When working with plaid you have one of two options. Either you can do what all the ready-to-wear manufacturers do and disregard the need for matching the pattern properly, or you can take the definitely-more-professional-but-also-crazy method and meticulously match your plaid. Any guesses as to which route I ended up taking?!
Ok, so there was never any question as to whether or not I would match my plaid, to me it just seems crazy to spend money on such a beautiful high quality fabric and then not do things properly! However, believe me my friends, there is a good reason why high street chains do not take the trouble to match their plaid: it is seriously hard work!
There are all kinds of different tutorials online about how to match plaid, but I decided to use this brilliant how to by the incredibly talented seamstress Tasia of Sewaholic. Tasia's technique (in the most basic sense) involves pinning through your double layer of fabric, matching the plaid at every pin. And we are talking a lot of pins here, and a lot of time spent!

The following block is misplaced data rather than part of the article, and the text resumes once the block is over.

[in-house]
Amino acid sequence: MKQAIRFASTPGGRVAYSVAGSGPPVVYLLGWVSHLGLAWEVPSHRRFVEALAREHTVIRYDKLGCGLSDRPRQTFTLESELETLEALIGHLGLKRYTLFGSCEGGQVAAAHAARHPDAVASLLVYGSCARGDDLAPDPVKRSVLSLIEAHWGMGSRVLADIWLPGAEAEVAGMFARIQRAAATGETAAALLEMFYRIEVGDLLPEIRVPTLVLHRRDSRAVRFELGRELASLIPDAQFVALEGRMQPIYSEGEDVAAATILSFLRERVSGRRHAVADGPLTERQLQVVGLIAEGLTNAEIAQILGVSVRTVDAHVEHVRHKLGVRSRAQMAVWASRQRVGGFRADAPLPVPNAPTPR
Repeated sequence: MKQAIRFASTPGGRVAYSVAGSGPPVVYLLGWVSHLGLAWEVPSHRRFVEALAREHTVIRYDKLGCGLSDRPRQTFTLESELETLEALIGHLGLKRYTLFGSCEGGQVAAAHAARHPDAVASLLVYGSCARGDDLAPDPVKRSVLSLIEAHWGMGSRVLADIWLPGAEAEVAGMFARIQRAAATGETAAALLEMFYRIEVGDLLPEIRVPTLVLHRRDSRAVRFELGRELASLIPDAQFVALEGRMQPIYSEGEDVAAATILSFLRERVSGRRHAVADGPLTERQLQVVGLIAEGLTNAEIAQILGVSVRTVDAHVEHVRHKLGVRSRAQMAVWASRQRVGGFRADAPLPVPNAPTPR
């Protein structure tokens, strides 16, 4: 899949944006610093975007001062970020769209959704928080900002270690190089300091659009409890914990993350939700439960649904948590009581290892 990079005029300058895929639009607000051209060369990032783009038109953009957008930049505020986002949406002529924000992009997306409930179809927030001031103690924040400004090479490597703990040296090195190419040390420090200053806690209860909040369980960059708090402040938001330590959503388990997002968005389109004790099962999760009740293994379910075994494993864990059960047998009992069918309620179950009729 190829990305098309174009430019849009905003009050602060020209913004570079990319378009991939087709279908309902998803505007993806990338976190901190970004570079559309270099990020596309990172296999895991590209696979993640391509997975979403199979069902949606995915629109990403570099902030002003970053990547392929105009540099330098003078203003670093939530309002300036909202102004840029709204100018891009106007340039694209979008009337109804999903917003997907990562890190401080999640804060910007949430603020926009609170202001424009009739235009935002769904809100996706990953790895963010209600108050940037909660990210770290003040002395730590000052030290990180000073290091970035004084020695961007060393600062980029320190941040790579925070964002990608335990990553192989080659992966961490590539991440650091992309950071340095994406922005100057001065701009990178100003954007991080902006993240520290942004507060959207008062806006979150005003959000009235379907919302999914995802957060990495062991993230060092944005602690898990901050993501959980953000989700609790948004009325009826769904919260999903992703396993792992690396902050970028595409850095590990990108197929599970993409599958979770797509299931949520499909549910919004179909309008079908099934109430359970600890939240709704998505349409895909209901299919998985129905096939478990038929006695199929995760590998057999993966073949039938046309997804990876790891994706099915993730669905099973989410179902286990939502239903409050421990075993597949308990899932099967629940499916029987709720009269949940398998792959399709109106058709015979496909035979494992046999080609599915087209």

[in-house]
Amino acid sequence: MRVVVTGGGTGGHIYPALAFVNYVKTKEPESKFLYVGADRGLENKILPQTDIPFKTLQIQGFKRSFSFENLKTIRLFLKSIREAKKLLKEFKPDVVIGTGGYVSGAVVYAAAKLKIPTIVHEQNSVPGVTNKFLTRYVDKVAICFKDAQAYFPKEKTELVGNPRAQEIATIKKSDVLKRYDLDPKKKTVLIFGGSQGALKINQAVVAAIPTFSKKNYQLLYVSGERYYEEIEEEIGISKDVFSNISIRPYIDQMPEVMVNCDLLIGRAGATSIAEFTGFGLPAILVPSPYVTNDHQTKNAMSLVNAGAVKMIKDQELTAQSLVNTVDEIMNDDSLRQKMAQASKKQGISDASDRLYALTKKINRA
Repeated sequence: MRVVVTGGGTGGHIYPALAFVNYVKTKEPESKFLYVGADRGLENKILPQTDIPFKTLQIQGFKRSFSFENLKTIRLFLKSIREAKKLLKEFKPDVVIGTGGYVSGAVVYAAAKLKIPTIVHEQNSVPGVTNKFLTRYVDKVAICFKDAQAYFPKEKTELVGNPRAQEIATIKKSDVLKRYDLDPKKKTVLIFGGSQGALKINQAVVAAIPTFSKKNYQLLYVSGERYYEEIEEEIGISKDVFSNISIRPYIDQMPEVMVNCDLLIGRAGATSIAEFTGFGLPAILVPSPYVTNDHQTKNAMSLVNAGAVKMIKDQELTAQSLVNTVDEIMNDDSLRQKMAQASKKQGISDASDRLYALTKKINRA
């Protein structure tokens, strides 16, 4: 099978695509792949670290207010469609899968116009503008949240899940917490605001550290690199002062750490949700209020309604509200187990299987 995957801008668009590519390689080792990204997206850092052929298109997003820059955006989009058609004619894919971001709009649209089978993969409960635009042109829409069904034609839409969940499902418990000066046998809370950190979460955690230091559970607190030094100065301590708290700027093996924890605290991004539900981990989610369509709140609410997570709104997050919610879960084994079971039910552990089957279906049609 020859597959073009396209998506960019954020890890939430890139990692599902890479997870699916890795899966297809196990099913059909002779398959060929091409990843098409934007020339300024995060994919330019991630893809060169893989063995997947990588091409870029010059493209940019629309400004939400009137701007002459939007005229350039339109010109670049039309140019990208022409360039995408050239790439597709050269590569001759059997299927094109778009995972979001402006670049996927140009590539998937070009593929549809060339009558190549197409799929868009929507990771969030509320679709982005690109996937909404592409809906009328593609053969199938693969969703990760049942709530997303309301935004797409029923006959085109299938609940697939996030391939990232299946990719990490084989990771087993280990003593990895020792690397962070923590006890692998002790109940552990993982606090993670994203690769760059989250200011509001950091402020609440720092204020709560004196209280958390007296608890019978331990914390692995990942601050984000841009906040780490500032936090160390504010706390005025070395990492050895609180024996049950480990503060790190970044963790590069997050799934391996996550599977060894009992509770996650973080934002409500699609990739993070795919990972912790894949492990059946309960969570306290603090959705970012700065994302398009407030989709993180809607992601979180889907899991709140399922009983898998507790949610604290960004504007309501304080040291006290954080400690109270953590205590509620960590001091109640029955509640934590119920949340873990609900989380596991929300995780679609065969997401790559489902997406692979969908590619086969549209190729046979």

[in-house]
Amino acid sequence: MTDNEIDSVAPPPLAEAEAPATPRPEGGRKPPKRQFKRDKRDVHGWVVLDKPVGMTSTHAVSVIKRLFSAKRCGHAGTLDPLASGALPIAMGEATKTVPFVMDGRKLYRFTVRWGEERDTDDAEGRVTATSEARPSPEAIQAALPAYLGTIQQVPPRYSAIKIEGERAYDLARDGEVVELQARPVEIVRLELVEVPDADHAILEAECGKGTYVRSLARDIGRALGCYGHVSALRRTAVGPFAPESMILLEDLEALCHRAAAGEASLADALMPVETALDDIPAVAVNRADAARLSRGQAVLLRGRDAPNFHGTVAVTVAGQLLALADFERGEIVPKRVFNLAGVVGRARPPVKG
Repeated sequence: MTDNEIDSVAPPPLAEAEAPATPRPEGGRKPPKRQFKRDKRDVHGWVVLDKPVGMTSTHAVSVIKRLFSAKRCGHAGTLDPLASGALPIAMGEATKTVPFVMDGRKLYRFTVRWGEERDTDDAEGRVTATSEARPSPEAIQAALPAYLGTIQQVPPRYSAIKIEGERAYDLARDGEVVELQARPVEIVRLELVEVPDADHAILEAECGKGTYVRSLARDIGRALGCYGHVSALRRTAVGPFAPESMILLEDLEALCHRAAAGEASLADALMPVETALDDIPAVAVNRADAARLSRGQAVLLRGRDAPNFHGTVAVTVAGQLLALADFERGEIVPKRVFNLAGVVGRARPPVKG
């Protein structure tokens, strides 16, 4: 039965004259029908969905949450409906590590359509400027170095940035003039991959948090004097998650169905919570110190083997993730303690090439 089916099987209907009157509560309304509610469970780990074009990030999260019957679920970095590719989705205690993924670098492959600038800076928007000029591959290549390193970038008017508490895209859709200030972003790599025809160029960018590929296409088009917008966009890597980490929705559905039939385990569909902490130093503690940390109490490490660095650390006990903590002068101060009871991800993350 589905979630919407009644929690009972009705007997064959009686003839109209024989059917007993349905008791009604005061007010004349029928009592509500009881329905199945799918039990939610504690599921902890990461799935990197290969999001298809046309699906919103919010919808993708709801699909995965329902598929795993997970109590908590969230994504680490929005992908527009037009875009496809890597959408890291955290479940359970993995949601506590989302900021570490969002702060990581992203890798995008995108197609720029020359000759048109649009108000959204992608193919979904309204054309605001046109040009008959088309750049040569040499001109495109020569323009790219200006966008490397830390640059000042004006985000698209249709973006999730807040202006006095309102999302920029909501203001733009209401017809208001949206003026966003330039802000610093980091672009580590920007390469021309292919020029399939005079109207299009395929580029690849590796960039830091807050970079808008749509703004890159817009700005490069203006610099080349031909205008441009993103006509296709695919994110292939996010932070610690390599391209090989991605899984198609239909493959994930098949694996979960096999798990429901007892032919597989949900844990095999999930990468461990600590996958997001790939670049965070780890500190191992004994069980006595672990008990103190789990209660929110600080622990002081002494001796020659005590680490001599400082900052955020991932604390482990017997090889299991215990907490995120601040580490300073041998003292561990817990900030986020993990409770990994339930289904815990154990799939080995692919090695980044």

|Pins, pins everywhere...|
The experience of pinning my entire length of wool fabric before cutting out my pieces made me appreciate just how time consuming working with plaid really is! And then of course you have to make sure that every one of your pieces is cut so that the plaid will align nicely at the seams, and the the center back of the cape and the collar match, and that the interfacing line up nicely with the outside of the cape, the list could go on and on! But when you see each one of your fabric pieces laid out and perfectly aligned and matched it's really worth it (at least for obsessive compulsives like me!).
And after all that plaid matching you are ready to cut out your fabric pieces and start sewing! And the first step in my tailoring is going to be...
This is not my first foray into bound buttonholes, but my previous attempts haven't always been the prettiest of things! This time I was determined to get them right and take my time with them. I used this great tutorial from the Coletterie, which worked really well for me. Before I have used a method in which you make a window in the fashion fabric and form a separate little fabric window behind it, but I much prefer the Coletterie patch method in which these two steps are combined into one. All four (I have added an extra buttonhole after lengthening the hem) buttonholes are looking very pretty indeed!
|My small but perfectly formed bound buttonhole :)|
Things are going well with my Cape Adventure so far, next time I'll start on my pad stitched collar!
Bye for now!